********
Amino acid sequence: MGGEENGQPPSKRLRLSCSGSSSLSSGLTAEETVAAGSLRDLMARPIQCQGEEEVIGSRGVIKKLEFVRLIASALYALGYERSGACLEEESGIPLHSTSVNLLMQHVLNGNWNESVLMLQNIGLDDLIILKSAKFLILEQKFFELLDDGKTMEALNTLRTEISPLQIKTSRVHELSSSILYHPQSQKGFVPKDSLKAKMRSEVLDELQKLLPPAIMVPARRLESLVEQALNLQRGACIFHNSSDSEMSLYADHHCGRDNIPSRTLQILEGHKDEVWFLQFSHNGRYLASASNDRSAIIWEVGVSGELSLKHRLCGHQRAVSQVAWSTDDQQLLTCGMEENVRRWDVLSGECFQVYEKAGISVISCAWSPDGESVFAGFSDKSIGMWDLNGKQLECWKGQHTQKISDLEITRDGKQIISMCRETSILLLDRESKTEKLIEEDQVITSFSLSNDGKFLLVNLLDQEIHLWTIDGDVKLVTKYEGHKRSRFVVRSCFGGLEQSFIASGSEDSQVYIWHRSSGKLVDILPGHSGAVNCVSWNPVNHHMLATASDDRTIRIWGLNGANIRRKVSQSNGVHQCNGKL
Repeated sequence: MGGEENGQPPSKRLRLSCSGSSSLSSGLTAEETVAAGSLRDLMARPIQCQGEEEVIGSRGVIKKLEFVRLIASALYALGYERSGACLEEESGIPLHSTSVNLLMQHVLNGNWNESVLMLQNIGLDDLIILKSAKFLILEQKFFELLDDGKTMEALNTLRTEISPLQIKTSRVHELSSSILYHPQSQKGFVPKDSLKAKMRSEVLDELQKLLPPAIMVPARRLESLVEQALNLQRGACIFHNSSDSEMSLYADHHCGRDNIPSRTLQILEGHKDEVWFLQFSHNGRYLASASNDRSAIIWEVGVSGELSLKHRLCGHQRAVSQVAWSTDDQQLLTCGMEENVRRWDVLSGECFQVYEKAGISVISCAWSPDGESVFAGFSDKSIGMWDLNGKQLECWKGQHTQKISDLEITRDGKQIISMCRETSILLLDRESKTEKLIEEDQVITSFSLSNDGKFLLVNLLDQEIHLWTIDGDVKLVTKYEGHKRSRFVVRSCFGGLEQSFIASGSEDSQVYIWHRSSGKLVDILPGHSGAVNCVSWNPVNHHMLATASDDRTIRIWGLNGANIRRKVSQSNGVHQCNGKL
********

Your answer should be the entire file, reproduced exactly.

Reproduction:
Amino acid sequence: MGGEENGQPPSKRLRLSCSGSSSLSSGLTAEETVAAGSLRDLMARPIQCQGEEEVIGSRGVIKKLEFVRLIASALYALGYERSGACLEEESGIPLHSTSVNLLMQHVLNGNWNESVLMLQNIGLDDLIILKSAKFLILEQKFFELLDDGKTMEALNTLRTEISPLQIKTSRVHELSSSILYHPQSQKGFVPKDSLKAKMRSEVLDELQKLLPPAIMVPARRLESLVEQALNLQRGACIFHNSSDSEMSLYADHHCGRDNIPSRTLQILEGHKDEVWFLQFSHNGRYLASASNDRSAIIWEVGVSGELSLKHRLCGHQRAVSQVAWSTDDQQLLTCGMEENVRRWDVLSGECFQVYEKAGISVISCAWSPDGESVFAGFSDKSIGMWDLNGKQLECWKGQHTQKISDLEITRDGKQIISMCRETSILLLDRESKTEKLIEEDQVITSFSLSNDGKFLLVNLLDQEIHLWTIDGDVKLVTKYEGHKRSRFVVRSCFGGLEQSFIASGSEDSQVYIWHRSSGKLVDILPGHSGAVNCVSWNPVNHHMLATASDDRTIRIWGLNGANIRRKVSQSNGVHQCNGKL
Repeated sequence: MGGEENGQPPSKRLRLSCSGSSSLSSGLTAEETVAAGSLRDLMARPIQCQGEEEVIGSRGVIKKLEFVRLIASALYALGYERSGACLEEESGIPLHSTSVNLLMQHVLNGNWNESVLMLQNIGLDDLIILKSAKFLILEQKFFELLDDGKTMEALNTLRTEISPLQIKTSRVHELSSSILYHPQSQKGFVPKDSLKAKMRSEVLDELQKLLPPAIMVPARRLESLVEQALNLQRGACIFHNSSDSEMSLYADHHCGRDNIPSRTLQILEGHKDEVWFLQFSHNGRYLASASNDRSAIIWEVGVSGELSLKHRLCGHQRAVSQVAWSTDDQQLLTCGMEENVRRWDVLSGECFQVYEKAGISVISCAWSPDGESVFAGFSDKSIGMWDLNGKQLECWKGQHTQKISDLEITRDGKQIISMCRETSILLLDRESKTEKLIEEDQVITSFSLSNDGKFLLVNLLDQEIHLWTIDGDVKLVTKYEGHKRSRFVVRSCFGGLEQSFIASGSEDSQVYIWHRSSGKLVDILPGHSGAVNCVSWNPVNHHMLATASDDRTIRIWGLNGANIRRKVSQSNGVHQCNGKL